In 2013-2014, about $500,000 awarded by ACCD Foundation.
By Cynthia M. Herrera
Students who don’t want to miss an opportunity to earn scholarships from $250 to $1,500 a semester may apply to the Alamo Colleges Foundation Scholarship by the early deadline of April 5.
In 2013-14 about $1.5 million was awarded to students in all Alamo Colleges, said Jim Eskin, executive director of Alamo Colleges Foundation.
In an email, Eskin wrote about 1,700 students from all Alamo Colleges received a foundation scholarship.
About 500 students at this college received approximately $500,000 in scholarships during the 2013-14 academic year.
Students must complete a one-time application online for 2015-16.
The application consists of questions including “Are you or have you been an amateur boxer between the ages of 8 through 32 years of age? Are you an employee or immediate family member of a McDonald’s restaurant/owner? Do you regularly attend SAC Gay and Lesbian Association meetings?”
The questions allow the foundation to consider applicants for a variety of foundation scholarships, according to its website. That is why the application only needs to be filled out once every academic year.
There are also three 250-word essays. The topics describe the background and life experiences that prompted the applicant to pursue a higher education. The application asks about educational, career and life goals as well as the plan for achieving them.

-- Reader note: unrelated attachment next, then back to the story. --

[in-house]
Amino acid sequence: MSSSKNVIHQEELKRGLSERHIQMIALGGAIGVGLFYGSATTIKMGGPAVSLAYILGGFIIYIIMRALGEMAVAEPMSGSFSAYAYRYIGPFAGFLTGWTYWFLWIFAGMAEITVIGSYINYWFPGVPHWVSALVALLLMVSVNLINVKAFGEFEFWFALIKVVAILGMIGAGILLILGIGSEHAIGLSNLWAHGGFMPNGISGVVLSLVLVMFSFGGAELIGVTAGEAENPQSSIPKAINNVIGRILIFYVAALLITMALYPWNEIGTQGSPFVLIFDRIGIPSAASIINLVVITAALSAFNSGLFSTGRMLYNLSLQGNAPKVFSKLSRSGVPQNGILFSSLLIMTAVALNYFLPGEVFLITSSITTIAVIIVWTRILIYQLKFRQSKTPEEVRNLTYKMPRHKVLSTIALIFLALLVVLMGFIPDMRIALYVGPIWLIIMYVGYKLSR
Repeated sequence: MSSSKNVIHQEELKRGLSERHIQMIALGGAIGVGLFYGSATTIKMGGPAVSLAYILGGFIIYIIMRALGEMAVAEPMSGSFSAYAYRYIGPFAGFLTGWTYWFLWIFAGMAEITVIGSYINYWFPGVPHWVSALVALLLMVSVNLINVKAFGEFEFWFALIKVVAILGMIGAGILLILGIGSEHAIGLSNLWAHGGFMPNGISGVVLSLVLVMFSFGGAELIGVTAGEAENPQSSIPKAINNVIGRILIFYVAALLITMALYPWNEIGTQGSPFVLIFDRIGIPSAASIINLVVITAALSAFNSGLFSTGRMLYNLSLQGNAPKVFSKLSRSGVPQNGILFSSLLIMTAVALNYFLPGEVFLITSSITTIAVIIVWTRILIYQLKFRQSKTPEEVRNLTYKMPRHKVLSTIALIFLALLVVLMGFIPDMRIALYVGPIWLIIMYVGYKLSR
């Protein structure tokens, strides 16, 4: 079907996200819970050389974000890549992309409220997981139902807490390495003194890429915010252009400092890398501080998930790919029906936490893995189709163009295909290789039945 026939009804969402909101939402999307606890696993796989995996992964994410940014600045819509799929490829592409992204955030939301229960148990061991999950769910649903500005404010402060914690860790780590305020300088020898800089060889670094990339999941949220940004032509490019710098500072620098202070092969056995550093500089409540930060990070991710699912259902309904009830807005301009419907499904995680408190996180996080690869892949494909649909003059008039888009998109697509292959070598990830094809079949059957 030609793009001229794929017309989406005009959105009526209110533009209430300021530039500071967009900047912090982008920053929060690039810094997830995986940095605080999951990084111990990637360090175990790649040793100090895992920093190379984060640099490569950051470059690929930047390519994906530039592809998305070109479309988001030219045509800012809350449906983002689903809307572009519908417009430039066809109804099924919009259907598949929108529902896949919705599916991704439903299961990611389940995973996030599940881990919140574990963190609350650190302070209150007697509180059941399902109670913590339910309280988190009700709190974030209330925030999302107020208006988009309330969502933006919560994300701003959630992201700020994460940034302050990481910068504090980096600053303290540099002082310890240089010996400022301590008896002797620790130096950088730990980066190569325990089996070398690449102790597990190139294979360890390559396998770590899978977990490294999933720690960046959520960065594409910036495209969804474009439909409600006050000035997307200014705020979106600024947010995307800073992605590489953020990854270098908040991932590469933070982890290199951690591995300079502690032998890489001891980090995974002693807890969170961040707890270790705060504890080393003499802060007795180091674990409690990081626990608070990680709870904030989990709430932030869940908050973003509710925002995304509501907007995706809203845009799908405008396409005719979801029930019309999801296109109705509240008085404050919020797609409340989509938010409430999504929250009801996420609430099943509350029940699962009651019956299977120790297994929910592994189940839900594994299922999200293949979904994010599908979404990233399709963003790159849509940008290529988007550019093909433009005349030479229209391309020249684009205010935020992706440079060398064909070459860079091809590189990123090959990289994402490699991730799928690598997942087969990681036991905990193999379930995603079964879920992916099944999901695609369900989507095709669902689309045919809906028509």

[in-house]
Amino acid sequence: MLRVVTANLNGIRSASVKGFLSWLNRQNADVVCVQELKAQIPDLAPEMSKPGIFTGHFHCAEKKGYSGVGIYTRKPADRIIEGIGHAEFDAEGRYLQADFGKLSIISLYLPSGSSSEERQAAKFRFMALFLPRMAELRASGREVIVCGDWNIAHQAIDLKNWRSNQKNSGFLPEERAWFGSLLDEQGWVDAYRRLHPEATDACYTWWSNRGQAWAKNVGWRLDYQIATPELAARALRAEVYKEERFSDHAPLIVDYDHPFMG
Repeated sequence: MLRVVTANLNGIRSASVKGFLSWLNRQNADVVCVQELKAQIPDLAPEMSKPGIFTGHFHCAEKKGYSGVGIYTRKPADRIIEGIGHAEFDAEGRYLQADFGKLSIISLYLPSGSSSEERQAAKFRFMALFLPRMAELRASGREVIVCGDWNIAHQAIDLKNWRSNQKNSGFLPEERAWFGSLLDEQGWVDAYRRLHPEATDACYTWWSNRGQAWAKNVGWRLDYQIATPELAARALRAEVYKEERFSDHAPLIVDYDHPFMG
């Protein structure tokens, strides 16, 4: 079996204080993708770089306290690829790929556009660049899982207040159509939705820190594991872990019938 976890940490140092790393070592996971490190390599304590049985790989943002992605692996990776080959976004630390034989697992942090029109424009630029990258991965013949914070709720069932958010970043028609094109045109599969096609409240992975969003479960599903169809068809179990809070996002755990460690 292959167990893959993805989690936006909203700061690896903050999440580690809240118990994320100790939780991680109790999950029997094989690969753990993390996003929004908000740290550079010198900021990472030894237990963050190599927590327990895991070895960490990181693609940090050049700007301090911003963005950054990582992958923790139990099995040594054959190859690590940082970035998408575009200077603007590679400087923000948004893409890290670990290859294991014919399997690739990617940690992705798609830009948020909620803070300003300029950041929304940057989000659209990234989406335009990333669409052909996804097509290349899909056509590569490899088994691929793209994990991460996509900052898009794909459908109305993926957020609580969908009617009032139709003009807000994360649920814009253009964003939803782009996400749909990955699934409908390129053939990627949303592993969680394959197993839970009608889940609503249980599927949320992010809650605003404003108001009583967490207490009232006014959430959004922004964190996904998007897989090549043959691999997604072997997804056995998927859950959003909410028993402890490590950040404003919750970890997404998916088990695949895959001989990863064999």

Applicants also must explain why they chose a degree or major and why receiving a scholarship will help achieve their goals.
Foundation scholarships are open to students graduating from high school, currently enrolled students, returning students and first-time-in-college students.
The judges consist of staff, faculty and community representatives.
Applications are scored based on criteria, such as activities, number of hours earned, grades, grammar and spelling.
Irene Fuentes, this college’s scholarship coordinator, said judges look forward to the application process and they are amazed at how it works.
“It’s a very fair and very unbiased process,” Fuentes said.
Fuentes explained when judges review an application, they see everything but the student’s name.
The application process is not on a first-come, first-served basis. Instead applicants with higher scores are awarded.
Students can compete for more than one scholarship.
“There is no rigid limit on how many scholarships a student can receive,” Fuentes said in an email. “The goal would be to ‘spread the wealth,’ so to speak … and strive to award to as many applicants as possible.”
Once a student is qualified and ranked, Fuentes checks if students are enrolled and in good academic standing.